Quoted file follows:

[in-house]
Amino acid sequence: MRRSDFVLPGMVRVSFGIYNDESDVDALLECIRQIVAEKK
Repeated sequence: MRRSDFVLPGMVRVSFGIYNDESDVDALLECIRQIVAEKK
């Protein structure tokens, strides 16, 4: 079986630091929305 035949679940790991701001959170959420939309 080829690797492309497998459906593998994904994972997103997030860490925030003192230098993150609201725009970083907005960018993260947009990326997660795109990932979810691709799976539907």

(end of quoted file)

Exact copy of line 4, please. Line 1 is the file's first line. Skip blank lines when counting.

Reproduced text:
């Protein structure tokens, strides 16, 4: 079986630091929305 035949679940790991701001959170959420939309 080829690797492309497998459906593998994904994972997103997030860490925030003192230098993150609201725009970083907005960018993260947009990326997660795109990932979810691709799976539907």